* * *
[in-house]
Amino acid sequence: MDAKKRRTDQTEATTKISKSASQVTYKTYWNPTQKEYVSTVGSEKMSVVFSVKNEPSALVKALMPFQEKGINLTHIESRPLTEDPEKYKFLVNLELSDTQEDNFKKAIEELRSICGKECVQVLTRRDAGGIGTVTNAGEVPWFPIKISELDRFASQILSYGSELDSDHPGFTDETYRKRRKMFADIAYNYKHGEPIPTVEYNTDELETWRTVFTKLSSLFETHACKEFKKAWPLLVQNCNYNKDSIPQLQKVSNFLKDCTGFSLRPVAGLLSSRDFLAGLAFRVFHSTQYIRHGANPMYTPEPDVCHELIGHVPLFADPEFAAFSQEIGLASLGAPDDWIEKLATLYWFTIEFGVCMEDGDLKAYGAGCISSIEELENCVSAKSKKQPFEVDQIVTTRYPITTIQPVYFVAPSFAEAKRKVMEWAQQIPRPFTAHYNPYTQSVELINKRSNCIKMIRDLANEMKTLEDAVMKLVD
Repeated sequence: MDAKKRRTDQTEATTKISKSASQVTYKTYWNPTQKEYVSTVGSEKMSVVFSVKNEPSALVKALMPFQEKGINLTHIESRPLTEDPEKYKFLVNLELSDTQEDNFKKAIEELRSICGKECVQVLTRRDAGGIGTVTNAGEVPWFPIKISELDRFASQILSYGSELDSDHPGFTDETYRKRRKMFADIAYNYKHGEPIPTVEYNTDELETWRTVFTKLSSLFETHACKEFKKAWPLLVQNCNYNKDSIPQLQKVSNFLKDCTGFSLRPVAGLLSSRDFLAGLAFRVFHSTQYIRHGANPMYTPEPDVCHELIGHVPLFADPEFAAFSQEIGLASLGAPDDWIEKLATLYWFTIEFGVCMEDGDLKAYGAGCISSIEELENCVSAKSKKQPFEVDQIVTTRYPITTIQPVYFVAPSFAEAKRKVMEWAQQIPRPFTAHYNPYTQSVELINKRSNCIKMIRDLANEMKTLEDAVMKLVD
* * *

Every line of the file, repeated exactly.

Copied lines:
[in-house]
Amino acid sequence: MDAKKRRTDQTEATTKISKSASQVTYKTYWNPTQKEYVSTVGSEKMSVVFSVKNEPSALVKALMPFQEKGINLTHIESRPLTEDPEKYKFLVNLELSDTQEDNFKKAIEELRSICGKECVQVLTRRDAGGIGTVTNAGEVPWFPIKISELDRFASQILSYGSELDSDHPGFTDETYRKRRKMFADIAYNYKHGEPIPTVEYNTDELETWRTVFTKLSSLFETHACKEFKKAWPLLVQNCNYNKDSIPQLQKVSNFLKDCTGFSLRPVAGLLSSRDFLAGLAFRVFHSTQYIRHGANPMYTPEPDVCHELIGHVPLFADPEFAAFSQEIGLASLGAPDDWIEKLATLYWFTIEFGVCMEDGDLKAYGAGCISSIEELENCVSAKSKKQPFEVDQIVTTRYPITTIQPVYFVAPSFAEAKRKVMEWAQQIPRPFTAHYNPYTQSVELINKRSNCIKMIRDLANEMKTLEDAVMKLVD
Repeated sequence: MDAKKRRTDQTEATTKISKSASQVTYKTYWNPTQKEYVSTVGSEKMSVVFSVKNEPSALVKALMPFQEKGINLTHIESRPLTEDPEKYKFLVNLELSDTQEDNFKKAIEELRSICGKECVQVLTRRDAGGIGTVTNAGEVPWFPIKISELDRFASQILSYGSELDSDHPGFTDETYRKRRKMFADIAYNYKHGEPIPTVEYNTDELETWRTVFTKLSSLFETHACKEFKKAWPLLVQNCNYNKDSIPQLQKVSNFLKDCTGFSLRPVAGLLSSRDFLAGLAFRVFHSTQYIRHGANPMYTPEPDVCHELIGHVPLFADPEFAAFSQEIGLASLGAPDDWIEKLATLYWFTIEFGVCMEDGDLKAYGAGCISSIEELENCVSAKSKKQPFEVDQIVTTRYPITTIQPVYFVAPSFAEAKRKVMEWAQQIPRPFTAHYNPYTQSVELINKRSNCIKMIRDLANEMKTLEDAVMKLVD